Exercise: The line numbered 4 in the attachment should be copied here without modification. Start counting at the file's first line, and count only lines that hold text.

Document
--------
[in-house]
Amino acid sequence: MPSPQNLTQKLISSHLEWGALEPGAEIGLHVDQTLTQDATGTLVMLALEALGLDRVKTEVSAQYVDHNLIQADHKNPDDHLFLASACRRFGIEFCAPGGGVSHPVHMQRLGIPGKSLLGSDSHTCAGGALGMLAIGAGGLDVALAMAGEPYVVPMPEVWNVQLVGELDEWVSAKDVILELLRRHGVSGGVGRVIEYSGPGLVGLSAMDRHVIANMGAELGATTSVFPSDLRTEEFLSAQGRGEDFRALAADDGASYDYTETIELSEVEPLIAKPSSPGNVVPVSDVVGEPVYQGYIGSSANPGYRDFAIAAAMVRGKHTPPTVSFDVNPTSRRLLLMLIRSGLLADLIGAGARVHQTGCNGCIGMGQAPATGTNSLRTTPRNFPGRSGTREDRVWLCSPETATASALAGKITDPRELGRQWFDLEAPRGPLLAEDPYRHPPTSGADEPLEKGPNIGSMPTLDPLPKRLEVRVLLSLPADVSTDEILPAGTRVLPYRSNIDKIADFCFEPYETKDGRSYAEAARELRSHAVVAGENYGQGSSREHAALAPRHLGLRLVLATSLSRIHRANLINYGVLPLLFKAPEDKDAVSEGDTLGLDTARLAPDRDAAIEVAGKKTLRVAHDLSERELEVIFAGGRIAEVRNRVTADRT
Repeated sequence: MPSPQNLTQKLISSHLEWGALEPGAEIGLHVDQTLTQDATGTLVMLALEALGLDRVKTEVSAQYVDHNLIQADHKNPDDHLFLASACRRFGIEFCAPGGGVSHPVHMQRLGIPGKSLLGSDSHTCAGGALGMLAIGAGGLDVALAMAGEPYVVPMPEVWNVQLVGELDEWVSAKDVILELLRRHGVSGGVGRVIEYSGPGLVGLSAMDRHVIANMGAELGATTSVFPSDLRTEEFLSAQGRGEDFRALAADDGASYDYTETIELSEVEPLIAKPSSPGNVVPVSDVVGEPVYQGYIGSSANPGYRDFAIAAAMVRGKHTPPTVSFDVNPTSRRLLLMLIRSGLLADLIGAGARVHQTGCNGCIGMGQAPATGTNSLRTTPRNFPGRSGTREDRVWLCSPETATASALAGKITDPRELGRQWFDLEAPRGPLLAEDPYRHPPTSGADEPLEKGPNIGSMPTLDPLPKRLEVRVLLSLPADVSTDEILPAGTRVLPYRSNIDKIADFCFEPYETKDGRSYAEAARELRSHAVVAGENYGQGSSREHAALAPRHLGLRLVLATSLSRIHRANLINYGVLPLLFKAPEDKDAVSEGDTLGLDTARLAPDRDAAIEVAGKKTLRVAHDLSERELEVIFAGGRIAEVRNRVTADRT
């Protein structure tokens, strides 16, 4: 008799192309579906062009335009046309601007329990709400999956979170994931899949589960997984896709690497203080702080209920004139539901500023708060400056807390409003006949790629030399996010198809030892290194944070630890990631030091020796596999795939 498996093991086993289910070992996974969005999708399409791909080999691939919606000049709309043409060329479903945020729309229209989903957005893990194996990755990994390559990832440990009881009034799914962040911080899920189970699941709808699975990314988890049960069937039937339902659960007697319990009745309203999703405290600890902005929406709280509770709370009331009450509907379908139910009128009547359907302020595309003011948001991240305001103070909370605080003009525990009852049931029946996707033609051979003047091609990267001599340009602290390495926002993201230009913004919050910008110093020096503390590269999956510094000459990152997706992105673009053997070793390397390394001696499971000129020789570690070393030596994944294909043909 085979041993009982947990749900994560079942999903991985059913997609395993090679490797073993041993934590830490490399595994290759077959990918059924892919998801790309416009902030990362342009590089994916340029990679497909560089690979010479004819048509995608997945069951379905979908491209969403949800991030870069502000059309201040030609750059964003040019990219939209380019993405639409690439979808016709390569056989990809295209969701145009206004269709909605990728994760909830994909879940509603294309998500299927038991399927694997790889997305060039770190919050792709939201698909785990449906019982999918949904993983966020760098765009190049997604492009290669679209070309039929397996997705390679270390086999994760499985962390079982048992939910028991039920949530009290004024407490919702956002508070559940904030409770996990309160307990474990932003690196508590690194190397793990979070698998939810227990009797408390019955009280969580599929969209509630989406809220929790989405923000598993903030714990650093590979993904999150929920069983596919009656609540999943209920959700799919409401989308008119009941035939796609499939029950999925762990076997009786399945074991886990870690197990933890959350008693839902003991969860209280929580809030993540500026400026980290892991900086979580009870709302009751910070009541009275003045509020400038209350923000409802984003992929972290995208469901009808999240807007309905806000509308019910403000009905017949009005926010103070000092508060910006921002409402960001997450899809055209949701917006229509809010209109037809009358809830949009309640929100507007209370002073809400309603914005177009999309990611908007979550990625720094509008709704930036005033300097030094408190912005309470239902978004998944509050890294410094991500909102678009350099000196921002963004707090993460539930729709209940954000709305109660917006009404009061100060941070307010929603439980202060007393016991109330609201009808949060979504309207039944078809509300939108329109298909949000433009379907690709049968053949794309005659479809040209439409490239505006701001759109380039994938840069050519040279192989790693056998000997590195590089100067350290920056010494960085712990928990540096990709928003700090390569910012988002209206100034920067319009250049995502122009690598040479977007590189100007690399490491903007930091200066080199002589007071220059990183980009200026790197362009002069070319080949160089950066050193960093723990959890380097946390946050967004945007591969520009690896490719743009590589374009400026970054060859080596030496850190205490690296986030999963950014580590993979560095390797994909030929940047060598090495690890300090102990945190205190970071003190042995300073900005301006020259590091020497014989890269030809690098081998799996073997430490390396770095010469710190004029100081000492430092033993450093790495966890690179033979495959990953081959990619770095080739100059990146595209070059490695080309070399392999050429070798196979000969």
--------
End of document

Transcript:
């Protein structure tokens, strides 16, 4: 008799192309579906062009335009046309601007329990709400999956979170994931899949589960997984896709690497203080702080209920004139539901500023708060400056807390409003006949790629030399996010198809030892290194944070630890990631030091020796596999795939 498996093991086993289910070992996974969005999708399409791909080999691939919606000049709309043409060329479903945020729309229209989903957005893990194996990755990994390559990832440990009881009034799914962040911080899920189970699941709808699975990314988890049960069937039937339902659960007697319990009745309203999703405290600890902005929406709280509770709370009331009450509907379908139910009128009547359907302020595309003011948001991240305001103070909370605080003009525990009852049931029946996707033609051979003047091609990267001599340009602290390495926002993201230009913004919050910008110093020096503390590269999956510094000459990152997706992105673009053997070793390397390394001696499971000129020789570690070393030596994944294909043909 085979041993009982947990749900994560079942999903991985059913997609395993090679490797073993041993934590830490490399595994290759077959990918059924892919998801790309416009902030990362342009590089994916340029990679497909560089690979010479004819048509995608997945069951379905979908491209969403949800991030870069502000059309201040030609750059964003040019990219939209380019993405639409690439979808016709390569056989990809295209969701145009206004269709909605990728994760909830994909879940509603294309998500299927038991399927694997790889997305060039770190919050792709939201698909785990449906019982999918949904993983966020760098765009190049997604492009290669679209070309039929397996997705390679270390086999994760499985962390079982048992939910028991039920949530009290004024407490919702956002508070559940904030409770996990309160307990474990932003690196508590690194190397793990979070698998939810227990009797408390019955009280969580599929969209509630989406809220929790989405923000598993903030714990650093590979993904999150929920069983596919009656609540999943209920959700799919409401989308008119009941035939796609499939029950999925762990076997009786399945074991886990870690197990933890959350008693839902003991969860209280929580809030993540500026400026980290892991900086979580009870709302009751910070009541009275003045509020400038209350923000409802984003992929972290995208469901009808999240807007309905806000509308019910403000009905017949009005926010103070000092508060910006921002409402960001997450899809055209949701917006229509809010209109037809009358809830949009309640929100507007209370002073809400309603914005177009999309990611908007979550990625720094509008709704930036005033300097030094408190912005309470239902978004998944509050890294410094991500909102678009350099000196921002963004707090993460539930729709209940954000709305109660917006009404009061100060941070307010929603439980202060007393016991109330609201009808949060979504309207039944078809509300939108329109298909949000433009379907690709049968053949794309005659479809040209439409490239505006701001759109380039994938840069050519040279192989790693056998000997590195590089100067350290920056010494960085712990928990540096990709928003700090390569910012988002209206100034920067319009250049995502122009690598040479977007590189100007690399490491903007930091200066080199002589007071220059990183980009200026790197362009002069070319080949160089950066050193960093723990959890380097946390946050967004945007591969520009690896490719743009590589374009400026970054060859080596030496850190205490690296986030999963950014580590993979560095390797994909030929940047060598090495690890300090102990945190205190970071003190042995300073900005301006020259590091020497014989890269030809690098081998799996073997430490390396770095010469710190004029100081000492430092033993450093790495966890690179033979495959990953081959990619770095080739100059990146595209070059490695080309070399392999050429070798196979000969």